- Looking after the effective ways to achieve impeccable utility of radio spectrum in the UK
What Ofcom doesn’t do is also worth noting because people tend to make assumptions about Ofcom, leading to misinformation.
A list of operations or formalities which don’t come under the purview of Ofcom:
- Ofcom doesn’t have the authority to handle individual disputes between the customer and the service provider. However, such disputes are to be dealt with via the ADR (Alternative Dispute Resolution) scheme.
- The premium-rate telephone services are regulated by the Phone-paid Services Authority and not by Ofcom.
- The advertising standards for TV, radio, or the internet.
- The BBC licence fee
- The BBC world service
- Content published in newspapers or magazines
- Control over what people can or can’t write or post on the internet.
History of Ofcom
Ofcom was established under the Office of Communications Act 2002. After the general election of 1997, the new Labour Government made plans for the regulation of both telecom and broadcasting. It was clear at the time that the incorporation of Ofcom was a defining step taken to manage the euphoric acceleration of broadcasting and telecommunication technologies. The convergence was needed to look after the increased competition and the diversity it fuelled into the media industry.
The Ofcom was empowered by the Communication Act, 2003, to take over the functioning of five different bodies. The five entities were – Broadcasting Standards Commission, Independent Television Commission, the Radio Authority, Radio communications Agency, and the Office for Telecommunications (OFTEL.) The Act, which empowered Ofcom, brought a new vision that overnight changed the nature of the UK’s telecom industry.
The landmark changes in the broadcasting and telecommunications industry since the inception of Ofcom:
- The historic licencing system was replaced with companies now operating under ‘general conditions of entitlement.’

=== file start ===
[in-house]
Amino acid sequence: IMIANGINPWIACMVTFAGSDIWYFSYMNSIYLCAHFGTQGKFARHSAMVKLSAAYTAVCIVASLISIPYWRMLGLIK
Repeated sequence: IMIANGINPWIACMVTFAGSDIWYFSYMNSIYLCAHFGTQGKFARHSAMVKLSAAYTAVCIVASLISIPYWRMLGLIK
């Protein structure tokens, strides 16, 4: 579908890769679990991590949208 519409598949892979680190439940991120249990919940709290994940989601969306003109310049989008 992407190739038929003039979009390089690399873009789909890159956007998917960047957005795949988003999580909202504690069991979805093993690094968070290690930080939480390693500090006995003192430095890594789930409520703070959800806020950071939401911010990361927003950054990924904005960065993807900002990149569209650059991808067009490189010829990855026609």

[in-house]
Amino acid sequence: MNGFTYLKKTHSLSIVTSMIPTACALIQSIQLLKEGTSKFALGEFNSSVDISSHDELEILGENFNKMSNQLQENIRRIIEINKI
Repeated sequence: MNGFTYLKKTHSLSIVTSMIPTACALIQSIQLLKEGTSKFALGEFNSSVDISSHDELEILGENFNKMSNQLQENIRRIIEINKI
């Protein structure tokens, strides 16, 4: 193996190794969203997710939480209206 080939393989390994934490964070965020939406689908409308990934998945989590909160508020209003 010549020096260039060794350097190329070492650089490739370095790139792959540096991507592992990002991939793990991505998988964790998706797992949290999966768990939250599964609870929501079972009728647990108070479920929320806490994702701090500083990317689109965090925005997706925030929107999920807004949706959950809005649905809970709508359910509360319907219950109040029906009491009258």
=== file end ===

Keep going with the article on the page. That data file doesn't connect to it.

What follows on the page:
- In September 2009, Ofcom proposed how two bodies can regulate the aspects of video-on-demand services on their behalf. Effective from March 2010, the Association for Television on Demand (ATVOD) is now the co-regulator for the editorial content. The Advertising Standards Authority (ASA) is now the co-regulator for advertising content.
- In April 2010, the new legislation passed the Digital Economy Act, which did have the Royal Assent, which resulted in the expansion of Ofcom’s role in the concerned industry. The 2010 Act demanded an Ofcom report on media content and communications infrastructure and was also given the additional powers related to electromagnetic spectrum access.
- In 2011, Ofcom officially received control of the regulation of the postal services from Postcomm. Another herculean job of safeguarding the UK’s Universal Service Obligation on postal services was onboarded by Ofcom.
- In April 2015, Ofcom’s decision to ask telecom companies to provide its customers with a defined charge for the cost of calling numbers that begin with 084,087 and 09 impacted over 175 million phone numbers. The largest overhaul was recorded in over a decade of telephone services.
- In 2016, the on-demand video regulation was transferred back to Ofcom from ATVOD.
- The 2017 Digital Economy Act focused on Ofcom’s extension by providing additional powers related to minimum broadband speeds of service providers along with the permission to control children’s programming provisions. It also empowered Ofcom with the authority of charging CSPs with fines for not complying with the licence commitments. The same act also allowed Ofcom to take regulation control of the BBC from the BBC Trust.
The history of Ofcom clearly showcases the trust lawmakers have put in them over the last two decades.
Functioning of Ofcom